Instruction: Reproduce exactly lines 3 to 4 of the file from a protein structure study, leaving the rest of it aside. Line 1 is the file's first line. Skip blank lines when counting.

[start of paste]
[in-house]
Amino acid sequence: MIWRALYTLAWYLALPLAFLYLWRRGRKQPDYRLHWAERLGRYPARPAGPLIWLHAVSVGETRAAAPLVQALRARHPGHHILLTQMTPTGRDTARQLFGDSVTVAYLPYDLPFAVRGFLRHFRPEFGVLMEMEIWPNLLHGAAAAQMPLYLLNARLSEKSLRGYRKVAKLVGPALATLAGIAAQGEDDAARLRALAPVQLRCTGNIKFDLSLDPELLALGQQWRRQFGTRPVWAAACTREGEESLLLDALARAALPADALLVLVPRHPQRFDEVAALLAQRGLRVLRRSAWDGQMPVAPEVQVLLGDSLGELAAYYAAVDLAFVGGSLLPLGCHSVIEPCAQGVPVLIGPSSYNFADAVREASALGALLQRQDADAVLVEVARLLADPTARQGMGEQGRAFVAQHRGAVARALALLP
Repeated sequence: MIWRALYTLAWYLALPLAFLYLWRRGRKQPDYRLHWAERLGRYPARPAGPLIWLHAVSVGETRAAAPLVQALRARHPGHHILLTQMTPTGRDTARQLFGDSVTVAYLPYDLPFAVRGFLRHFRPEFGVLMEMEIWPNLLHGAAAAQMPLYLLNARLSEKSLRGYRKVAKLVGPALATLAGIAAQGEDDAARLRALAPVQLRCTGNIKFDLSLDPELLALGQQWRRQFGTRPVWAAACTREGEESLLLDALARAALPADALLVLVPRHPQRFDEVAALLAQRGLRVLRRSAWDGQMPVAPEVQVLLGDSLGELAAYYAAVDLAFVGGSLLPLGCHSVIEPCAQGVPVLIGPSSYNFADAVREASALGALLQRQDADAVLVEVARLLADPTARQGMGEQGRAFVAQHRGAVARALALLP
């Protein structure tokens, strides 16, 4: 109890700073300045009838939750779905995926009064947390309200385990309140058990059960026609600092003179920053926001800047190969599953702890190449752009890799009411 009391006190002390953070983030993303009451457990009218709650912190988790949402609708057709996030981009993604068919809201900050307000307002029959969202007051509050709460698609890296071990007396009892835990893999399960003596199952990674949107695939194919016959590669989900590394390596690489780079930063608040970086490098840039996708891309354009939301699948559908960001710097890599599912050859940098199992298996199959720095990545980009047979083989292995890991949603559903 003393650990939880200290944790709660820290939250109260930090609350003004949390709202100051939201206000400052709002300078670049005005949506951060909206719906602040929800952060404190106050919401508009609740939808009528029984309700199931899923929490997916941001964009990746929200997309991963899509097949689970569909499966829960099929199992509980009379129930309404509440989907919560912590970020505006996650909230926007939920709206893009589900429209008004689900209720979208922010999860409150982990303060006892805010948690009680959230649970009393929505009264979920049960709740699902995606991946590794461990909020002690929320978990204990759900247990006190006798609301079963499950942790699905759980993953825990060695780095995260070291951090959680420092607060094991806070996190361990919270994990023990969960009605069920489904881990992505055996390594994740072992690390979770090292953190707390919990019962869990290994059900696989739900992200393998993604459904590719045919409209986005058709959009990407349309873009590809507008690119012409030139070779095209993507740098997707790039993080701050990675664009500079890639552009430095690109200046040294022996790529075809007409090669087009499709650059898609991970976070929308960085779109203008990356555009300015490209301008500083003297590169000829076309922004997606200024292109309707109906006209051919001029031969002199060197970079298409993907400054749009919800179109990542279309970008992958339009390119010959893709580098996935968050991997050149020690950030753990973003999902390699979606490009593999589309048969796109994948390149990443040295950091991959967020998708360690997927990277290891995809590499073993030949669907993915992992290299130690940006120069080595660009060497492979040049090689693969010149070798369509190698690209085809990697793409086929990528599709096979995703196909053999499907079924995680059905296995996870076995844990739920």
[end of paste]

Repeated sequence: MIWRALYTLAWYLALPLAFLYLWRRGRKQPDYRLHWAERLGRYPARPAGPLIWLHAVSVGETRAAAPLVQALRARHPGHHILLTQMTPTGRDTARQLFGDSVTVAYLPYDLPFAVRGFLRHFRPEFGVLMEMEIWPNLLHGAAAAQMPLYLLNARLSEKSLRGYRKVAKLVGPALATLAGIAAQGEDDAARLRALAPVQLRCTGNIKFDLSLDPELLALGQQWRRQFGTRPVWAAACTREGEESLLLDALARAALPADALLVLVPRHPQRFDEVAALLAQRGLRVLRRSAWDGQMPVAPEVQVLLGDSLGELAAYYAAVDLAFVGGSLLPLGCHSVIEPCAQGVPVLIGPSSYNFADAVREASALGALLQRQDADAVLVEVARLLADPTARQGMGEQGRAFVAQHRGAVARALALLP
């Protein structure tokens, strides 16, 4: 109890700073300045009838939750779905995926009064947390309200385990309140058990059960026609600092003179920053926001800047190969599953702890190449752009890799009411 009391006190002390953070983030993303009451457990009218709650912190988790949402609708057709996030981009993604068919809201900050307000307002029959969202007051509050709460698609890296071990007396009892835990893999399960003596199952990674949107695939194919016959590669989900590394390596690489780079930063608040970086490098840039996708891309354009939301699948559908960001710097890599599912050859940098199992298996199959720095990545980009047979083989292995890991949603559903 003393650990939880200290944790709660820290939250109260930090609350003004949390709202100051939201206000400052709002300078670049005005949506951060909206719906602040929800952060404190106050919401508009609740939808009528029984309700199931899923929490997916941001964009990746929200997309991963899509097949689970569909499966829960099929199992509980009379129930309404509440989907919560912590970020505006996650909230926007939920709206893009589900429209008004689900209720979208922010999860409150982990303060006892805010948690009680959230649970009393929505009264979920049960709740699902995606991946590794461990909020002690929320978990204990759900247990006190006798609301079963499950942790699905759980993953825990060695780095995260070291951090959680420092607060094991806070996190361990919270994990023990969960009605069920489904881990992505055996390594994740072992690390979770090292953190707390919990019962869990290994059900696989739900992200393998993604459904590719045919409209986005058709959009990407349309873009590809507008690119012409030139070779095209993507740098997707790039993080701050990675664009500079890639552009430095690109200046040294022996790529075809007409090669087009499709650059898609991970976070929308960085779109203008990356555009300015490209301008500083003297590169000829076309922004997606200024292109309707109906006209051919001029031969002199060197970079298409993907400054749009919800179109990542279309970008992958339009390119010959893709580098996935968050991997050149020690950030753990973003999902390699979606490009593999589309048969796109994948390149990443040295950091991959967020998708360690997927990277290891995809590499073993030949669907993915992992290299130690940006120069080595660009060497492979040049090689693969010149070798369509190698690209085809990697793409086929990528599709096979995703196909053999499907079924995680059905296995996870076995844990739920």